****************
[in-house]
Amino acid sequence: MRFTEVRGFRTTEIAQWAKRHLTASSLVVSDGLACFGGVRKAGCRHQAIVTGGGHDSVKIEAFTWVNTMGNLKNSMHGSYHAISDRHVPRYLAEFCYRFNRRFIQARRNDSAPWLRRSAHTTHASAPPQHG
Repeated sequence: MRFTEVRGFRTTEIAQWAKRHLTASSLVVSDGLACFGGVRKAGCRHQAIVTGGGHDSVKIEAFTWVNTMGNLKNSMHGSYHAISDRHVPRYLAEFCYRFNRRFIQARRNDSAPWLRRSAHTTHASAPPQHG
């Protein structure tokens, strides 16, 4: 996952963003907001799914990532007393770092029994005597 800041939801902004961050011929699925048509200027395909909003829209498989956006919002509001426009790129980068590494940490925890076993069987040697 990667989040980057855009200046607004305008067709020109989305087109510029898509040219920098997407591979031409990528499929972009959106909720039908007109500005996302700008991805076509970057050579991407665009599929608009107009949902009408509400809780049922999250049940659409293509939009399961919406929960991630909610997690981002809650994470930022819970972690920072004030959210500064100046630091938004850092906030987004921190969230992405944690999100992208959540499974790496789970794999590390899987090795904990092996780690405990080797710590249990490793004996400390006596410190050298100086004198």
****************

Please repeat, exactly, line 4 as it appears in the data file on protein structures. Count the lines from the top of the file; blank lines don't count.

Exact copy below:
């Protein structure tokens, strides 16, 4: 996952963003907001799914990532007393770092029994005597 800041939801902004961050011929699925048509200027395909909003829209498989956006919002509001426009790129980068590494940490925890076993069987040697 990667989040980057855009200046607004305008067709020109989305087109510029898509040219920098997407591979031409990528499929972009959106909720039908007109500005996302700008991805076509970057050579991407665009599929608009107009949902009408509400809780049922999250049940659409293509939009399961919406929960991630909610997690981002809650994470930022819970972690920072004030959210500064100046630091938004850092906030987004921190969230992405944690999100992208959540499974790496789970794999590390899987090795904990092996780690405990080797710590249990490793004996400390006596410190050298100086004198």